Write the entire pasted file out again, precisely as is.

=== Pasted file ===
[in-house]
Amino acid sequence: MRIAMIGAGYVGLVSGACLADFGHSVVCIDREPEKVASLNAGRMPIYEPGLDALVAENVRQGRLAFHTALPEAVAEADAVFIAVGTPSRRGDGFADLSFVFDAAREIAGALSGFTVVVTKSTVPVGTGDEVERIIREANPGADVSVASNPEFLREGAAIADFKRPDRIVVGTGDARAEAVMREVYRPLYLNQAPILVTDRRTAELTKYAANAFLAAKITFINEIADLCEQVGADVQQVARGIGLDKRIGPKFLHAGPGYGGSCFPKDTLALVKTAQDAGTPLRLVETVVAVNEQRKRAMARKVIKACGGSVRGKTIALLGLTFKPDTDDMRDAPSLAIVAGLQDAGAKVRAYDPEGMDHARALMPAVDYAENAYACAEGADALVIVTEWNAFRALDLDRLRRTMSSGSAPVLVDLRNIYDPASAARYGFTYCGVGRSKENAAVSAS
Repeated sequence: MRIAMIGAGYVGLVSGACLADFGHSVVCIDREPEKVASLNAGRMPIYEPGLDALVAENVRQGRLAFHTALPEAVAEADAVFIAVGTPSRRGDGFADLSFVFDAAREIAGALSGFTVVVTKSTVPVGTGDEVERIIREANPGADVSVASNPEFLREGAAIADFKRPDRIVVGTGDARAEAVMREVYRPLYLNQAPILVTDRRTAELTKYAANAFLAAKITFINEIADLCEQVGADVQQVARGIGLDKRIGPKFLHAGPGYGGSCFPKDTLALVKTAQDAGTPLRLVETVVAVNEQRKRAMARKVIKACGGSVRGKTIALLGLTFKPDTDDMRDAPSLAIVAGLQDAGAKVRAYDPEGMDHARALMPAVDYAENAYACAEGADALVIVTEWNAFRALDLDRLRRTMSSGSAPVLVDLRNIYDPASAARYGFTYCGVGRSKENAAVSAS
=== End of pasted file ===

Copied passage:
[in-house]
Amino acid sequence: MRIAMIGAGYVGLVSGACLADFGHSVVCIDREPEKVASLNAGRMPIYEPGLDALVAENVRQGRLAFHTALPEAVAEADAVFIAVGTPSRRGDGFADLSFVFDAAREIAGALSGFTVVVTKSTVPVGTGDEVERIIREANPGADVSVASNPEFLREGAAIADFKRPDRIVVGTGDARAEAVMREVYRPLYLNQAPILVTDRRTAELTKYAANAFLAAKITFINEIADLCEQVGADVQQVARGIGLDKRIGPKFLHAGPGYGGSCFPKDTLALVKTAQDAGTPLRLVETVVAVNEQRKRAMARKVIKACGGSVRGKTIALLGLTFKPDTDDMRDAPSLAIVAGLQDAGAKVRAYDPEGMDHARALMPAVDYAENAYACAEGADALVIVTEWNAFRALDLDRLRRTMSSGSAPVLVDLRNIYDPASAARYGFTYCGVGRSKENAAVSAS
Repeated sequence: MRIAMIGAGYVGLVSGACLADFGHSVVCIDREPEKVASLNAGRMPIYEPGLDALVAENVRQGRLAFHTALPEAVAEADAVFIAVGTPSRRGDGFADLSFVFDAAREIAGALSGFTVVVTKSTVPVGTGDEVERIIREANPGADVSVASNPEFLREGAAIADFKRPDRIVVGTGDARAEAVMREVYRPLYLNQAPILVTDRRTAELTKYAANAFLAAKITFINEIADLCEQVGADVQQVARGIGLDKRIGPKFLHAGPGYGGSCFPKDTLALVKTAQDAGTPLRLVETVVAVNEQRKRAMARKVIKACGGSVRGKTIALLGLTFKPDTDDMRDAPSLAIVAGLQDAGAKVRAYDPEGMDHARALMPAVDYAENAYACAEGADALVIVTEWNAFRALDLDRLRRTMSSGSAPVLVDLRNIYDPASAARYGFTYCGVGRSKENAAVSAS